Suddenly, a number of fundamental issues will challenge the Butrint Management Foundation. New ideas and, perhaps, radical solutions are required to confront a multitude of issues. These include: What are the essential aspects of Butrint that merit conserving, and why? What is Butrint prepared to do to preserve its assets? Here, potential options include sheet-piling to hold back the rising waters of Lake Butrint and the constant pumping of groundwater. Whilst superficially attractive, both would have little or no effect on rising groundwater over the long term and will considerably diminish visitor enjoyment, for as long as that lasts, and could have collateral deleterious effects on the monuments.
Of course, the questions don’t end there. How will the mosaics, among them the spectacular Baptistery pavement, and the many more that have yet to be excavated, be best preserved? What urgent excavations are needed in the Roman colony and other low-lying land to extract information before it is inundated? How will the existing information on Butrint, substantial as it now is, be digitised, archived, and made available to all researchers? How will access to the villages on the Vrina Plain be affected when the chain ferry across the Vivari Channel no longer functions? What can be done to protect the livelihoods of the local villages, either because they farm locally or because they are engaged in the tourism business? Can Butrint look to become one of the world’s first fully interpreted underwater archaeological sites? These and doubtless many more as-yet-unanticipated issues should be seen as challenges to the new Foundation: as problems that require solutions.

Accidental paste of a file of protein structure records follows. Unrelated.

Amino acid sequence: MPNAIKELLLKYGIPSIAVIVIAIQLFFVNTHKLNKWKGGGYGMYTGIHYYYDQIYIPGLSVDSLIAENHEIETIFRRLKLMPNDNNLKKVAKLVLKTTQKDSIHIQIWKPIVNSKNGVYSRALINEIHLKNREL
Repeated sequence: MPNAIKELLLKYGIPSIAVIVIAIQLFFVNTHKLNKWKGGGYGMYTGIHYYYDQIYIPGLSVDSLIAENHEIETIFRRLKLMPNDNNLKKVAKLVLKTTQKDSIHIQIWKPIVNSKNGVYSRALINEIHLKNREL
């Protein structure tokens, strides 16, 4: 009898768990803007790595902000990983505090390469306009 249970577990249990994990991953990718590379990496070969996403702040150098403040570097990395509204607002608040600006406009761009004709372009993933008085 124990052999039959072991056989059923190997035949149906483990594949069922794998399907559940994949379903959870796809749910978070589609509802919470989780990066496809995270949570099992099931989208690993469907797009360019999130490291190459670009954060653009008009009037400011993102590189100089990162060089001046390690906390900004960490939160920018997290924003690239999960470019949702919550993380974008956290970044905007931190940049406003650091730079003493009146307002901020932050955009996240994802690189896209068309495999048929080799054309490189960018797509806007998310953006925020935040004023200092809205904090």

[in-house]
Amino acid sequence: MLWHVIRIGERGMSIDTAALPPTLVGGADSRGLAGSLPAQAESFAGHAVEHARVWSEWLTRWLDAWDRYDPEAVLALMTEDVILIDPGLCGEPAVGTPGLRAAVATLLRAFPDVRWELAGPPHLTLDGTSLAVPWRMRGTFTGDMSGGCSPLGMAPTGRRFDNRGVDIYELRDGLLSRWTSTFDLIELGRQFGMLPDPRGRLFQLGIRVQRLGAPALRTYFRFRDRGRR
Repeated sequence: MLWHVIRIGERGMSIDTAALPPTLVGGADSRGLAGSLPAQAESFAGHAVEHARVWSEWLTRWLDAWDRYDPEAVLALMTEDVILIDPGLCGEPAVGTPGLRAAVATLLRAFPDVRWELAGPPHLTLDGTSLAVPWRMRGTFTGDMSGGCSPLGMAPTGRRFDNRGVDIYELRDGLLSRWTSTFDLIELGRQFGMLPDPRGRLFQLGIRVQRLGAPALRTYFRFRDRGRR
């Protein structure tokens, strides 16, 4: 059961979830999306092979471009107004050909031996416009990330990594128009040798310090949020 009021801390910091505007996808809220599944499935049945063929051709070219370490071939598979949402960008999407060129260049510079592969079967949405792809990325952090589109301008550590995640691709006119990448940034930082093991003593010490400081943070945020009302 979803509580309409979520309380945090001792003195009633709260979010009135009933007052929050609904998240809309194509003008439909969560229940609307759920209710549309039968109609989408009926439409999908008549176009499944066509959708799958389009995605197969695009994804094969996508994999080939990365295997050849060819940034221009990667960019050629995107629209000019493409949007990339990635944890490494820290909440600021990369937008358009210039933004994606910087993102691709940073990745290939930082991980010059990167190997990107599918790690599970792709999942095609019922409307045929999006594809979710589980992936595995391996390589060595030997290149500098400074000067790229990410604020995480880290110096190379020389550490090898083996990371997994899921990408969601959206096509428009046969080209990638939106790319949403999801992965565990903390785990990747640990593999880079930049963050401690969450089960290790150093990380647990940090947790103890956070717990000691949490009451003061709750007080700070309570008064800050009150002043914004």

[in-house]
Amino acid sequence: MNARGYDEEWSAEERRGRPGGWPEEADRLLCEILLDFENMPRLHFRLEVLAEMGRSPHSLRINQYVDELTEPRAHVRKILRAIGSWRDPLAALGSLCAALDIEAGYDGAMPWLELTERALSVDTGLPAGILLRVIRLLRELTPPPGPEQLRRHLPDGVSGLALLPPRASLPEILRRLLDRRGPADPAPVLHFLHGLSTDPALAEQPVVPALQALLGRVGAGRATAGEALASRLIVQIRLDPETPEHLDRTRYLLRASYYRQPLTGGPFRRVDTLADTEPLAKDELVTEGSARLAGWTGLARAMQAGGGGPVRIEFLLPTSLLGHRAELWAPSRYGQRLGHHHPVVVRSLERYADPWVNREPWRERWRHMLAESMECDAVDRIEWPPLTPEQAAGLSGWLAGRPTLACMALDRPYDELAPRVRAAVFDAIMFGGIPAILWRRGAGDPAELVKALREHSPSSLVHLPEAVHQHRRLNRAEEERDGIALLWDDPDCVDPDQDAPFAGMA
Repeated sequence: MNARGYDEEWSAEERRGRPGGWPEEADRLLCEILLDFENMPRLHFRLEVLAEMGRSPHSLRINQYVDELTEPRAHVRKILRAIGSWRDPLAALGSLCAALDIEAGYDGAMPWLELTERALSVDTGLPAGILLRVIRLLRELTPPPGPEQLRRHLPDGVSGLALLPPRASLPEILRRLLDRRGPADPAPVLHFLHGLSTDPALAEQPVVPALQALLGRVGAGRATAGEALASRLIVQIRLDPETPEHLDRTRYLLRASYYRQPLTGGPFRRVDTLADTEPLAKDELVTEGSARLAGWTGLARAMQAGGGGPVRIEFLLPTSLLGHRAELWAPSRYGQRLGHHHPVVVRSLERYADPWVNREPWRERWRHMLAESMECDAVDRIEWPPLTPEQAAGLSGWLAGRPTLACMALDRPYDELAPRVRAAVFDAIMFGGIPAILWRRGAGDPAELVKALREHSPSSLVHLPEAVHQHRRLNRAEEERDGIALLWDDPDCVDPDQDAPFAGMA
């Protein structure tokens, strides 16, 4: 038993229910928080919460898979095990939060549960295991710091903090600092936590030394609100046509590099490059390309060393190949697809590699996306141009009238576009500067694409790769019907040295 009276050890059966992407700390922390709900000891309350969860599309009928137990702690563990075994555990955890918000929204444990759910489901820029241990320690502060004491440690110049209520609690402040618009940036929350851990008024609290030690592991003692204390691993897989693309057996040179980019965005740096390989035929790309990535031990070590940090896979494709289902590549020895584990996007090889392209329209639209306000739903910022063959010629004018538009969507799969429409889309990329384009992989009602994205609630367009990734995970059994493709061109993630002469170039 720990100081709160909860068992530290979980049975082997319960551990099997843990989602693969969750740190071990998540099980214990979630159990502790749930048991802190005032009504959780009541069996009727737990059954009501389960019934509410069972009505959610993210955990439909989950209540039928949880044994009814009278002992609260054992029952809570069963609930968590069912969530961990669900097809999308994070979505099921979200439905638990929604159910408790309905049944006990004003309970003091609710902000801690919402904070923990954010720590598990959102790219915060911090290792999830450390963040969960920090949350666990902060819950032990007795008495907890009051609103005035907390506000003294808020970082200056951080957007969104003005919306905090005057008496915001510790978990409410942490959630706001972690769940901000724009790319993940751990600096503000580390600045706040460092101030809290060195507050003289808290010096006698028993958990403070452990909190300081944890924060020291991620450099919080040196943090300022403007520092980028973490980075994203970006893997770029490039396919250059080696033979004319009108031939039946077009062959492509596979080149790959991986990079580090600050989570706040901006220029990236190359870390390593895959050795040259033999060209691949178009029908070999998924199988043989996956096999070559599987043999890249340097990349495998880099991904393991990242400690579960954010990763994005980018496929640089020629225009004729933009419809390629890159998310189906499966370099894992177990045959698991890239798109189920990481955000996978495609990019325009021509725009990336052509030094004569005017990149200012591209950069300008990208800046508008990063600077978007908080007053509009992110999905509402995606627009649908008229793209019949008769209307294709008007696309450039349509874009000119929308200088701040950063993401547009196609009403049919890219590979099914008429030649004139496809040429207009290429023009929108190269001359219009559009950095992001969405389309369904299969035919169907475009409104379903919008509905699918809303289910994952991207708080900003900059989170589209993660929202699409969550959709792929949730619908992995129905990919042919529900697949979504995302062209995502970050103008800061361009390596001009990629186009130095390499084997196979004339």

Now, more than ever, sites like Butrint – and there are hundreds, if not thousands – around the world faced with such issues need proactive, creative management, bold decision-making, and conviction. They will also need excellent PR as cultural sites disappear and local livelihoods are destroyed.
The nub of the issue
In this regard, whether or not COP26 managed to keep alive the target of limiting global warming to +1.5°C by 2100 matters little to Butrint. The fact is that every degree Celsius adds about a metre of sea-water inundation. Following that logic means that Butrint will be largely underwater by around +1.5m in 2040 even if the target set today was zero.
While the majority of ancient sites in the eastern Mediterranean have witnessed highly damaging, even catastrophic, natural events over millennia (volcanoes, earthquakes, floods and tsunamis, plagues), so much more is now known about the science behind such events that projections can be made sufficiently in advance to plan how to respond, particularly in terms of ensuring that information is not lost and significant artefacts are preserved.
This is the key challenge for Butrint (and for other sites threatened by the rising Mediterranean Sea), its new management arrangements and for all similar organisations invested in championing past places. The Foundation believes there is no excuse for waiting to see how things pan out. That time has passed.
Dr Richard Hodges and Dr David Prince discuss Butrint and the Integrated Management Plan on an episode of The PastCast. You can listen to their conversation here.
About the authors
Dr Richard Hodges, President Emeritus of the American University of Rome, was a member of the team that produced the Butrint Integrated Management Plan and has been appointed by the Albanian Government to the new Butrint Management Foundation.
Dr David Prince, Director Prince+Pearce, is a Visiting Professor in the Faculty of Social and Historical Sciences, University College London, and led the team that wrote the Butrint Integrated Management Plan.
IMAGES: Stoyan Haytov | Dreamstime.com.